(Click on any of the below photos to open a higher resolution version.)
Shropshire has supposedly had the wettest October for 120 years. But unlike Canute, we just about succeeded in holding back the water during this month’s work party.
The channel in Phase 1A typically starts filling with water in December or January. Not so this year. But thanks to pumping during the week before and throughout the work party, first with one, then two and eventually three pumps, we managed to keep this area dry enough for activities to continue. ‘Dry’ would be a misnomer – though more of that later. This report starts with the results of the water testing carried out last month.
Testing continued for 6 days. As has previously been reported, the testing in Phase 1B established that some form of waterproofing will be required. After 24 hours of pumping, the water level rose a meagre 19cm, whereas it was estimated that it should take 16-17 hours to completely fill the channel if it was watertight. Leakage was identified at the base of the embankment and the test was terminated. The Phase 1A test area did hold water. Repairs to the channel bank in August appear to have been successful and there was no leakage past the embankment. The test area was filled three times. The water level dropped over time at approximately the same rate on each occasion, passing beneath the northern dam into the channel towards Crickheath Bridge. The results will be reviewed with CRT and the design and specification finalised with the aim of commencing channel restoration works early in the new year.
The first job this month was to fully decommission the water tests. This involved removal of three clay dams starting with the two in Phase 1A, thereby re-establishing plant access to the wharf wall area. Removal of the third dam in the Phase 1B test area was completed on Saturday and the area made good. The clay has been stored on site for future use.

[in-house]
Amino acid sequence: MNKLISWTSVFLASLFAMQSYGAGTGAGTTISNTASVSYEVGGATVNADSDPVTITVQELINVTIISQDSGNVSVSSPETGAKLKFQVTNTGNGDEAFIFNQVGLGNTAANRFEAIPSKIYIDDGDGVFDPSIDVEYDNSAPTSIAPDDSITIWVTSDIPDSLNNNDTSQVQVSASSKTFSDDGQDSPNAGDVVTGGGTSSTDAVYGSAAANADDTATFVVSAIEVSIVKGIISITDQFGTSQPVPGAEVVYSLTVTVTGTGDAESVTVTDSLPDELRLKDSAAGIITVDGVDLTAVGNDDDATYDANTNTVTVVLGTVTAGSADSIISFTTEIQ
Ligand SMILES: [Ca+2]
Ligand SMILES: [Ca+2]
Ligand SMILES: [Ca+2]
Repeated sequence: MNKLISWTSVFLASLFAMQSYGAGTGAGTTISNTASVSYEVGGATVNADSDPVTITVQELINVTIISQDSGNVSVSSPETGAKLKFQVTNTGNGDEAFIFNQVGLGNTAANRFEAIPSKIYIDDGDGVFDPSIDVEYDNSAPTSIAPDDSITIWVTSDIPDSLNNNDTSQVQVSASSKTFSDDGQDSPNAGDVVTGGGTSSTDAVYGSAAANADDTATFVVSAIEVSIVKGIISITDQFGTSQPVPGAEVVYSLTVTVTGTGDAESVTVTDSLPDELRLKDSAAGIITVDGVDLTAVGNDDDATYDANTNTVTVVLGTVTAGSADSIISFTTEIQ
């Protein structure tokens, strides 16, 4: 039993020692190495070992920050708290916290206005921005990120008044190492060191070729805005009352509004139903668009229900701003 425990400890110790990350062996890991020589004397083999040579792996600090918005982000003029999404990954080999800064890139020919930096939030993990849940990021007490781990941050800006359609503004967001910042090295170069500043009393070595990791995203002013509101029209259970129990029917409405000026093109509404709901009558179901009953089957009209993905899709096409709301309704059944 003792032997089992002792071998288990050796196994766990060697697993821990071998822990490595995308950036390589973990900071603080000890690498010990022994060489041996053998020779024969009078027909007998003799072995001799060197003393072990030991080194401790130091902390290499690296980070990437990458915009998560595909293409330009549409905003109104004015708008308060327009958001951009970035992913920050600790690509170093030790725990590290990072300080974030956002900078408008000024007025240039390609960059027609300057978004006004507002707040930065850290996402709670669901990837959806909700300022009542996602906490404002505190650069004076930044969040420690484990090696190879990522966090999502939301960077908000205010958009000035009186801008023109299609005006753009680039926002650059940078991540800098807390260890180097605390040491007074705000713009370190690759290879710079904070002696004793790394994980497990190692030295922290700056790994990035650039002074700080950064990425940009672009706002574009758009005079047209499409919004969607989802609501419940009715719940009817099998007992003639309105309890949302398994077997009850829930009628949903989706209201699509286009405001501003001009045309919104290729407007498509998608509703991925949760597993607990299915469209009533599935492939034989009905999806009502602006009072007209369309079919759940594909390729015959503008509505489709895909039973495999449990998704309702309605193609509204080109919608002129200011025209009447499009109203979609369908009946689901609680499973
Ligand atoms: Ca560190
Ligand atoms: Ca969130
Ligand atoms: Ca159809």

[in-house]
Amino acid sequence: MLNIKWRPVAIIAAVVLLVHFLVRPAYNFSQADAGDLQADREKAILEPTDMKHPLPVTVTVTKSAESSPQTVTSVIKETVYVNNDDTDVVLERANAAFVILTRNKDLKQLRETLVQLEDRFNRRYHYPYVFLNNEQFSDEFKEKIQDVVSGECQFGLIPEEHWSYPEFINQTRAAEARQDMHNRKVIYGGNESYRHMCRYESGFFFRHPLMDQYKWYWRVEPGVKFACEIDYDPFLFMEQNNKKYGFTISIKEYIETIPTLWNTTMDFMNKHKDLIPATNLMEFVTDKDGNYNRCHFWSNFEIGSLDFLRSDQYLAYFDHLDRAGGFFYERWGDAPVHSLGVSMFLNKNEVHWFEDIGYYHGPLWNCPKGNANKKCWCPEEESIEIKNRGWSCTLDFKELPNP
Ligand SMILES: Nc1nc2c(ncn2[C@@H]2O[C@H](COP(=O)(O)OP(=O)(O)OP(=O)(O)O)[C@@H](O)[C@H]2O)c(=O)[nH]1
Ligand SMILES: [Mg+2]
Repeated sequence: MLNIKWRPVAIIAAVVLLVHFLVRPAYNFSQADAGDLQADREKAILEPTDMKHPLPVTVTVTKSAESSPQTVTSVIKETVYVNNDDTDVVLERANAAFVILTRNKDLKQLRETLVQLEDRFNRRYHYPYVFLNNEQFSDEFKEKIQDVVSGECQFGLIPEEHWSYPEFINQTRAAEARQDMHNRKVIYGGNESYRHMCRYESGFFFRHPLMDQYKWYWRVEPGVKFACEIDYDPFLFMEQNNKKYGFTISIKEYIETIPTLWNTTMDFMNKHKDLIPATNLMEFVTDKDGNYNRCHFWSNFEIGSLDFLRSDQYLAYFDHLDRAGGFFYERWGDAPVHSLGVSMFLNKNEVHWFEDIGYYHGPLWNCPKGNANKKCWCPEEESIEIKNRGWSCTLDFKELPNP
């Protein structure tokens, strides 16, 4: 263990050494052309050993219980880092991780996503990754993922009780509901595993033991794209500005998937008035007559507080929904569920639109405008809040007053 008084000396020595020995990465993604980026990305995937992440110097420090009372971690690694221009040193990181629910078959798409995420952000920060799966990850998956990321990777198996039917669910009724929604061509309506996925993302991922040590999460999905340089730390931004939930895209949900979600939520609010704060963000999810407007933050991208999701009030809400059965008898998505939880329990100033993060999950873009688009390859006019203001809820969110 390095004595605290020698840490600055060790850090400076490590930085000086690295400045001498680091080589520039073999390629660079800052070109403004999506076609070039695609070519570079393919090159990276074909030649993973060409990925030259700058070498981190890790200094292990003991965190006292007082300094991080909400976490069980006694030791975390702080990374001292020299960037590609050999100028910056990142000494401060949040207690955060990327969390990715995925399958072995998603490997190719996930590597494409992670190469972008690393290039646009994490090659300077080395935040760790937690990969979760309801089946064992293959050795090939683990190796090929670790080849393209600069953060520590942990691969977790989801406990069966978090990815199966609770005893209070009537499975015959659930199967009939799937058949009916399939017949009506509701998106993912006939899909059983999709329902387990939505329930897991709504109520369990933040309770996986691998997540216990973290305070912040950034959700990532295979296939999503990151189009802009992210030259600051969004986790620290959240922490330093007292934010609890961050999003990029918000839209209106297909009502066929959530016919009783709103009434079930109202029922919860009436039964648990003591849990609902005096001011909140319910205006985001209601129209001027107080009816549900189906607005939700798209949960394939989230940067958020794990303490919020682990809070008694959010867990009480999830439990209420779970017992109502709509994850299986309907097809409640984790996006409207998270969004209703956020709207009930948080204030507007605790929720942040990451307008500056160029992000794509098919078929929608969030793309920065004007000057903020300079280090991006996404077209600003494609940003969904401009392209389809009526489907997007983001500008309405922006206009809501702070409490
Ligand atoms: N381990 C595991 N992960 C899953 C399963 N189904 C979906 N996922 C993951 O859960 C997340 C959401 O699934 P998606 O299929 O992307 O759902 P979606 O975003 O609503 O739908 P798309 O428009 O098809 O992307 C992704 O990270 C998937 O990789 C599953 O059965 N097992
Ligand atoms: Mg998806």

Having regained plant access to the wharf wall area on Friday afternoon, the opportunity was taken to clear the site of surplus stone and other materials in readiness for placing coping stones onto the newly-repaired wall. Whilst the ground by the wall itself remained firm, the channel bed turned to deep mud due to the repeated plant movement exacerbated by steady rainfall on Saturday. Thankfully none of the plant got stuck.
Many of the existing coping stones can be reused but a good number have degraded, delaminated and generally disintegrated over the centuries. Replacement natural stone, hand-tooled copings have been sourced, funded by a generous grant from the Association for Industrial Archaeology. There are two areas where these will be used. Placing these on top of a dry-stone wall with an uneven surface is a fiddly job but over Saturday and Sunday, one stretch was completed, a length of 12.2 metres. A total of 20 metres of copings have now been placed on the repaired wall. A further 70 metres remains – this will now wait till next year when water levels in this part of the channel once again become manageable.
One of several activities planned for the winter is hedge laying in an area of Phase 2. In preparation for this, a quantity of dead wood (saplings and small trees) was removed from the hedge to the bonfire area and piled around the stump ready for future burning. After a few quiet months, a further ‘stump saga update’ beckons.